Bulbous fibreglass wheelarch extensions were pop-riveted on to accommodate the wide Campagnolo wheels and gave the car an extremely aggressive look which was enhanced by the deep front spoiler and matt-black finish for the front lid, engine cover and sills. No front bumpers were fitted nor any rustproofing applied, the Group 4 Pantera’s using two types of tail lights, some early cars getting vertically divided clusters as pictured here, others getting production-style items. The cabin was stripped bare and got no soundproofing to speak of, just the stock vinyl-covered dash and centre console remaining from the production Pantera. Lightweight bucket seats with vinyl bolsters and cloth centres were installed along with more basic door trim, Plexiglas side windows and a small diameter steering wheel. Each car also got drilled aluminium pedals, a roll cage, safety harnesses and a cut-off switch wired into where the radio would originally have been. The first of 14 cars (chassis 2263) was completed on December 12th 1971, the last (2874) rolling out little more than a year later on 22nd December 1972. Customers included wealthy privateers like Herbert Muller, Vincenzo “Pooky” Cazzago and Aldo “Alval” Valtellina. The De Tomaso Concessionaires for Spain, France (Franco-Britannic) and Belgium (Claude Dubois) also had their own cars.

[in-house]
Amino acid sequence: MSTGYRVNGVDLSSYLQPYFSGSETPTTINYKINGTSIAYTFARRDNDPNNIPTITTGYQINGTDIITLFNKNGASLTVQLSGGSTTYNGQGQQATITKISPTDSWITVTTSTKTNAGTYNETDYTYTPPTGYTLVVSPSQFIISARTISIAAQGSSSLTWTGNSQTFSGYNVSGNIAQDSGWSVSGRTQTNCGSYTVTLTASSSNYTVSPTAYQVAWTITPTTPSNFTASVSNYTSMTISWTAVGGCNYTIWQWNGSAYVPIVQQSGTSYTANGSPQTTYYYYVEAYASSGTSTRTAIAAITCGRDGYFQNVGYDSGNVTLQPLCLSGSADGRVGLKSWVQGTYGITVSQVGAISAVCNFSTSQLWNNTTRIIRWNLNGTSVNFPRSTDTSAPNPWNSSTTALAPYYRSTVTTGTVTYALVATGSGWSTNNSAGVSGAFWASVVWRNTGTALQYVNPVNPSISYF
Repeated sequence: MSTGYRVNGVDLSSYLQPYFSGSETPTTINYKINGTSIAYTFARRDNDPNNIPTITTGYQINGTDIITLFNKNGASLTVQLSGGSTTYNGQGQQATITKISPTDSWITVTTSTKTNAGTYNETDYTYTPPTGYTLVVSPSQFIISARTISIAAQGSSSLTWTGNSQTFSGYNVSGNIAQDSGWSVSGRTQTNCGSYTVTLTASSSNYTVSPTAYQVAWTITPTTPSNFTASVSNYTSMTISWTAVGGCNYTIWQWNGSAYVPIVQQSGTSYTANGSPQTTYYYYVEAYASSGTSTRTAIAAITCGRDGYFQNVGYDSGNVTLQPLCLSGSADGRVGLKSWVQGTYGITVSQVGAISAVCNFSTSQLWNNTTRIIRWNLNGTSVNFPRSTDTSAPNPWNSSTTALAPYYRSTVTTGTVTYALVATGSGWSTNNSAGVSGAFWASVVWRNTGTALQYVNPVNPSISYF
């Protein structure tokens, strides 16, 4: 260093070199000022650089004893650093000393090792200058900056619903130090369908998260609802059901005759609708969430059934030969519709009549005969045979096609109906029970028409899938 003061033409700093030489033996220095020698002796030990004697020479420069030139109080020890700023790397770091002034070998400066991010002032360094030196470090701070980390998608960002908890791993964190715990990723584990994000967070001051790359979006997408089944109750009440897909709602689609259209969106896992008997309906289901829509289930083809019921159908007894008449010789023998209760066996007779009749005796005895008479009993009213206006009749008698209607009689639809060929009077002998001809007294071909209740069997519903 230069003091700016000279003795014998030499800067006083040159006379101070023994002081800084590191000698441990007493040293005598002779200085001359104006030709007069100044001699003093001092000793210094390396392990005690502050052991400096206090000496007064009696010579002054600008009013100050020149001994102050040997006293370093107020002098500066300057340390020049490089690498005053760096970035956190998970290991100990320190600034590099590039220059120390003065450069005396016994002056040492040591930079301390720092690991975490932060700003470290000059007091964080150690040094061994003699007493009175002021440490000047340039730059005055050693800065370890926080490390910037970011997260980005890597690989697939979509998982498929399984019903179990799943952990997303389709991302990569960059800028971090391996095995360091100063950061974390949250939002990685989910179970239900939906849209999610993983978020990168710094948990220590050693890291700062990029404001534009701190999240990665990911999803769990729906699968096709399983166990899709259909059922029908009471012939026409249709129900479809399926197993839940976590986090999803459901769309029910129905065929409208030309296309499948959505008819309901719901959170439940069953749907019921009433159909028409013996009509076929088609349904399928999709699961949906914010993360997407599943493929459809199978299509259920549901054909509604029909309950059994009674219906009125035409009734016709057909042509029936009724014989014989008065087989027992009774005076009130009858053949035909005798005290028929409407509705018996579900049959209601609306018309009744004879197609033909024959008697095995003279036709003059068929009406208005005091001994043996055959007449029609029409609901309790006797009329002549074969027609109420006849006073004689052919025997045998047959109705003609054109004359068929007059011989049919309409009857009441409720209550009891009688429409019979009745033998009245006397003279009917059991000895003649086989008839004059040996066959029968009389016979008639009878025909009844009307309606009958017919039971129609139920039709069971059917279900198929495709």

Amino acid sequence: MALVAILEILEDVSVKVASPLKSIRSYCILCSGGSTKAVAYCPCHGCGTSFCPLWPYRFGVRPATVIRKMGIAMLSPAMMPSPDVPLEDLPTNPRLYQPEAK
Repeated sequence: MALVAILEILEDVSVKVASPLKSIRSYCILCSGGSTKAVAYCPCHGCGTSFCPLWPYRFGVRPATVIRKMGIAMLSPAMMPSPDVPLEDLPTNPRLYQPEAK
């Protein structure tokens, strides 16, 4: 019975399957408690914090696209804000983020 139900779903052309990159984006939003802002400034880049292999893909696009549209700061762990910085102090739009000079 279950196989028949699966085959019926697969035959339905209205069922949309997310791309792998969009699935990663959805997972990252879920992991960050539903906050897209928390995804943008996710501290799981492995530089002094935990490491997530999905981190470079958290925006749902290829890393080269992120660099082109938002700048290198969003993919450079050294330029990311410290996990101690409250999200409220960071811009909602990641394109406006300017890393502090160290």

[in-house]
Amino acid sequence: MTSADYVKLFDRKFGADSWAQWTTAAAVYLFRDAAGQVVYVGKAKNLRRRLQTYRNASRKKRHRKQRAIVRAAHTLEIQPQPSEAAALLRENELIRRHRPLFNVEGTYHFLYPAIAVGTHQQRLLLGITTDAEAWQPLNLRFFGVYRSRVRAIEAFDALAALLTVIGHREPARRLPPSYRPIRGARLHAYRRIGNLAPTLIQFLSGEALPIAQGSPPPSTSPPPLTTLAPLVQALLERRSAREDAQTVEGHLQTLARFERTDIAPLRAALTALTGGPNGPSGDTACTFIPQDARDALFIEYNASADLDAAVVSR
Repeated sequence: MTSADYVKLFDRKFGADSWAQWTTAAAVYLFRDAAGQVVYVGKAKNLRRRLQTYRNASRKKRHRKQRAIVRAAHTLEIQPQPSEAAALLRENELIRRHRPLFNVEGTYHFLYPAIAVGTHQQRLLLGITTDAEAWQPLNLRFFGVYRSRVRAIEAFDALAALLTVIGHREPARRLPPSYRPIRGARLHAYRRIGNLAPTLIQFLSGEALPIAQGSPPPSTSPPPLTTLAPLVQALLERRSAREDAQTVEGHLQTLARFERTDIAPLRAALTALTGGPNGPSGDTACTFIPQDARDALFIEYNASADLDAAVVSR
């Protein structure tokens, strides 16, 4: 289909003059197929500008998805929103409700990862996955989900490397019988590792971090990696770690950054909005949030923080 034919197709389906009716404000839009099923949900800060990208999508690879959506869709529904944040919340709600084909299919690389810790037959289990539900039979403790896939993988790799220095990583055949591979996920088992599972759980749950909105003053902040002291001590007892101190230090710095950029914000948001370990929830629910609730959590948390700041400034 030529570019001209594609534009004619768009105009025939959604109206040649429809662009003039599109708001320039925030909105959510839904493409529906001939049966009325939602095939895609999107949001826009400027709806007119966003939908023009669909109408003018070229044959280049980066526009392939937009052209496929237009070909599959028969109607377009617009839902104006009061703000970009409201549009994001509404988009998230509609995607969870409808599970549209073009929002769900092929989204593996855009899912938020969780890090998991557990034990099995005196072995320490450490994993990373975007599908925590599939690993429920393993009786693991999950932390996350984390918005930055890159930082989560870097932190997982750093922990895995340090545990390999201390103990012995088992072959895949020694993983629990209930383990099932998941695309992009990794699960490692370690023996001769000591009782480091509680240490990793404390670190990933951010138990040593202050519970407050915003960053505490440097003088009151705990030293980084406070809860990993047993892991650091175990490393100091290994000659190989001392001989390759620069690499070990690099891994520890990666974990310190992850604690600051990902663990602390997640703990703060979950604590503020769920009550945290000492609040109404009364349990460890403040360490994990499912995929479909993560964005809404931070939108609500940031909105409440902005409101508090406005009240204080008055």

After Herbie Muller and Mike Parkes had posted the fifth quickest time outright and the fastest lap set by a Group 4 car at the Le Mans trials in March 1972, the Pantera’s race debut proper came in April at the Montlhery Grand Prix (a round of the inaugural European GT Championship). Driving chassis 2860 for Claude Dubois, Jean-Marie Jacquemin finished second overall whilst Vincenzo Cazzago placed 13th and Muller retired. Group 4 Pantera’s subsequently went onto win the 1000-kilometre World Manufacturers Championship race’s at Monza (2342), Spa (2860) and the Österreichring (2861). Le Mans proved something of a washout though with just one of the four cars finishing. Despite the Pantera’s European GT Championship campaign yielding just a solitary win (for 2859 at Nivelles), the format of these events which tended to resemble sprint rather than endurance races seemed to appeal to De Tomaso. This led to the factory entering its own works Group 4 Pantera (2873, built December 13th 1972) in three rounds of the 1973 EGTC. By this time De Tomaso had began building competition motors in-house at Modena where they were dry-sumped, fitted with four twin choke Weber 48 IDA downdraught carbs, gas-flowed cylinder heads and a crane-type camshaft. The crankshaft was now fully polished and balanced, as were the connecting rods.